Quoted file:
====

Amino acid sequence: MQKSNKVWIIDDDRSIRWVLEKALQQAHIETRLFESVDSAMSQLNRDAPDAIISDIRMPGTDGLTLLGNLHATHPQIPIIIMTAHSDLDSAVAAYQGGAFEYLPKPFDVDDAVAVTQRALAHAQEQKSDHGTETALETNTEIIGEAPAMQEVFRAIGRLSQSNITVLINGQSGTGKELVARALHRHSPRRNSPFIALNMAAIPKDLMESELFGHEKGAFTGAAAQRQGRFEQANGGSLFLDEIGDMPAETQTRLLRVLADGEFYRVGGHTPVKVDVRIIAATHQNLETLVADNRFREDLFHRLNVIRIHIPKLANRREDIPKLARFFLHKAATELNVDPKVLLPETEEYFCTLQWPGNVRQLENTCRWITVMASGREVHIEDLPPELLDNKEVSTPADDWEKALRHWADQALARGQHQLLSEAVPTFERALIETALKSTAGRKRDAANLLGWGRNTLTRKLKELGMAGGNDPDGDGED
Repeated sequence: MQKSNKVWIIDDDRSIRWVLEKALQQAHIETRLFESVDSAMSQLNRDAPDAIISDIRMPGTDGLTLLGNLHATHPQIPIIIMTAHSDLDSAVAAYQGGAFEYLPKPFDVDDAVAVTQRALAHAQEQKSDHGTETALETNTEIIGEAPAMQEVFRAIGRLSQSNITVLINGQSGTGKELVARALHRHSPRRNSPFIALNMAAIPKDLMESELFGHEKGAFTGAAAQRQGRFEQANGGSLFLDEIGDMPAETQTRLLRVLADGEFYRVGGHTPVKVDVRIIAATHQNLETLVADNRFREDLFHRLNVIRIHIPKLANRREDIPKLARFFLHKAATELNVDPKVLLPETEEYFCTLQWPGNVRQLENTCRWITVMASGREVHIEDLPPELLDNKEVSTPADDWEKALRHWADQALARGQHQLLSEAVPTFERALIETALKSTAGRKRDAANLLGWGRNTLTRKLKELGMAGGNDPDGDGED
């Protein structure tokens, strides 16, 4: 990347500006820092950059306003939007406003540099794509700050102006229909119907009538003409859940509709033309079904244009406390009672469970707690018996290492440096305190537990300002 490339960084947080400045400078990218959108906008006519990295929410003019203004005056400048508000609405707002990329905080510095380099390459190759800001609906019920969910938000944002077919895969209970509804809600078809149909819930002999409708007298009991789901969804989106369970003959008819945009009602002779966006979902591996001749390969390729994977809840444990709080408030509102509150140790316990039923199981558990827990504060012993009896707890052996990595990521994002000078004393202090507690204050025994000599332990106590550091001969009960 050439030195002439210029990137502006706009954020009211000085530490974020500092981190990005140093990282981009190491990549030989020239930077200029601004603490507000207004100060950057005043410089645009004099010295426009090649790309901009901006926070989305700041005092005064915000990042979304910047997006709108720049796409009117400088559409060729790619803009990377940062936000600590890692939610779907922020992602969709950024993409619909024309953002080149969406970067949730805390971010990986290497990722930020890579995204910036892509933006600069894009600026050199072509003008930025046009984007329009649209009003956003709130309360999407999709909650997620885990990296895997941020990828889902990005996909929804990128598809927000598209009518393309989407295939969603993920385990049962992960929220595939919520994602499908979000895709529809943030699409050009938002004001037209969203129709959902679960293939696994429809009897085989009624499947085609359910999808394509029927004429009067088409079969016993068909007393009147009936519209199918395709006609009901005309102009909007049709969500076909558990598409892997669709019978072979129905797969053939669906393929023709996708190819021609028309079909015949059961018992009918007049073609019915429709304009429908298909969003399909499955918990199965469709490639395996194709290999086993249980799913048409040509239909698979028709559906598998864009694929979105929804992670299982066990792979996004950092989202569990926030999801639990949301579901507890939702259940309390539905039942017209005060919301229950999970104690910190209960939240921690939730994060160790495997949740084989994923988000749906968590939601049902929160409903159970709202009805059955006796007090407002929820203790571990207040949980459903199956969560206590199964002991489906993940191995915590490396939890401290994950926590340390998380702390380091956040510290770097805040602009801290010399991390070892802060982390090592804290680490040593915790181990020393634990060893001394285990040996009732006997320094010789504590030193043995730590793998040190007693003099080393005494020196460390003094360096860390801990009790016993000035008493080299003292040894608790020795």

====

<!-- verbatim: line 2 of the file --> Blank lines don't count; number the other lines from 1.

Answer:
Repeated sequence: MQKSNKVWIIDDDRSIRWVLEKALQQAHIETRLFESVDSAMSQLNRDAPDAIISDIRMPGTDGLTLLGNLHATHPQIPIIIMTAHSDLDSAVAAYQGGAFEYLPKPFDVDDAVAVTQRALAHAQEQKSDHGTETALETNTEIIGEAPAMQEVFRAIGRLSQSNITVLINGQSGTGKELVARALHRHSPRRNSPFIALNMAAIPKDLMESELFGHEKGAFTGAAAQRQGRFEQANGGSLFLDEIGDMPAETQTRLLRVLADGEFYRVGGHTPVKVDVRIIAATHQNLETLVADNRFREDLFHRLNVIRIHIPKLANRREDIPKLARFFLHKAATELNVDPKVLLPETEEYFCTLQWPGNVRQLENTCRWITVMASGREVHIEDLPPELLDNKEVSTPADDWEKALRHWADQALARGQHQLLSEAVPTFERALIETALKSTAGRKRDAANLLGWGRNTLTRKLKELGMAGGNDPDGDGED